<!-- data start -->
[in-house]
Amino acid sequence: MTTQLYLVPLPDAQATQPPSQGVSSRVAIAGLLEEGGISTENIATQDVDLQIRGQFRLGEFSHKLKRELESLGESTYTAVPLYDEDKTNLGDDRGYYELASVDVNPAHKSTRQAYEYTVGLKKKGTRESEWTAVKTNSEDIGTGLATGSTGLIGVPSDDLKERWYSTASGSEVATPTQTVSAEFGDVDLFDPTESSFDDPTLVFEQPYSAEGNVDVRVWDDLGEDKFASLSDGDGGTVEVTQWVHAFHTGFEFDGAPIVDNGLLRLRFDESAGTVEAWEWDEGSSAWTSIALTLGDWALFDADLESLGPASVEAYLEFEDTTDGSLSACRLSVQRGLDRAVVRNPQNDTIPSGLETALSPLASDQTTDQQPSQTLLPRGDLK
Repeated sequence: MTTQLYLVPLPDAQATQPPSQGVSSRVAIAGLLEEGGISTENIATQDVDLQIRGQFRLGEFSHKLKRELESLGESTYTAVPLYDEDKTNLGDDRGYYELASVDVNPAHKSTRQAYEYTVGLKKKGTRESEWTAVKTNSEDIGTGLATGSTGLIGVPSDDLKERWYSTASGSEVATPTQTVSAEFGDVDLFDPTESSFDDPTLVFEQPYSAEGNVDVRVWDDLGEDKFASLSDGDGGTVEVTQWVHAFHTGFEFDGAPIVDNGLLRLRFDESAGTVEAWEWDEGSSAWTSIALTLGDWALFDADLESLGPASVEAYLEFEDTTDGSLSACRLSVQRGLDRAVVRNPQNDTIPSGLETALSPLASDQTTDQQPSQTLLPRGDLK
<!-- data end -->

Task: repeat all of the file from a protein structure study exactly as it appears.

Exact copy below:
[in-house]
Amino acid sequence: MTTQLYLVPLPDAQATQPPSQGVSSRVAIAGLLEEGGISTENIATQDVDLQIRGQFRLGEFSHKLKRELESLGESTYTAVPLYDEDKTNLGDDRGYYELASVDVNPAHKSTRQAYEYTVGLKKKGTRESEWTAVKTNSEDIGTGLATGSTGLIGVPSDDLKERWYSTASGSEVATPTQTVSAEFGDVDLFDPTESSFDDPTLVFEQPYSAEGNVDVRVWDDLGEDKFASLSDGDGGTVEVTQWVHAFHTGFEFDGAPIVDNGLLRLRFDESAGTVEAWEWDEGSSAWTSIALTLGDWALFDADLESLGPASVEAYLEFEDTTDGSLSACRLSVQRGLDRAVVRNPQNDTIPSGLETALSPLASDQTTDQQPSQTLLPRGDLK
Repeated sequence: MTTQLYLVPLPDAQATQPPSQGVSSRVAIAGLLEEGGISTENIATQDVDLQIRGQFRLGEFSHKLKRELESLGESTYTAVPLYDEDKTNLGDDRGYYELASVDVNPAHKSTRQAYEYTVGLKKKGTRESEWTAVKTNSEDIGTGLATGSTGLIGVPSDDLKERWYSTASGSEVATPTQTVSAEFGDVDLFDPTESSFDDPTLVFEQPYSAEGNVDVRVWDDLGEDKFASLSDGDGGTVEVTQWVHAFHTGFEFDGAPIVDNGLLRLRFDESAGTVEAWEWDEGSSAWTSIALTLGDWALFDADLESLGPASVEAYLEFEDTTDGSLSACRLSVQRGLDRAVVRNPQNDTIPSGLETALSPLASDQTTDQQPSQTLLPRGDLK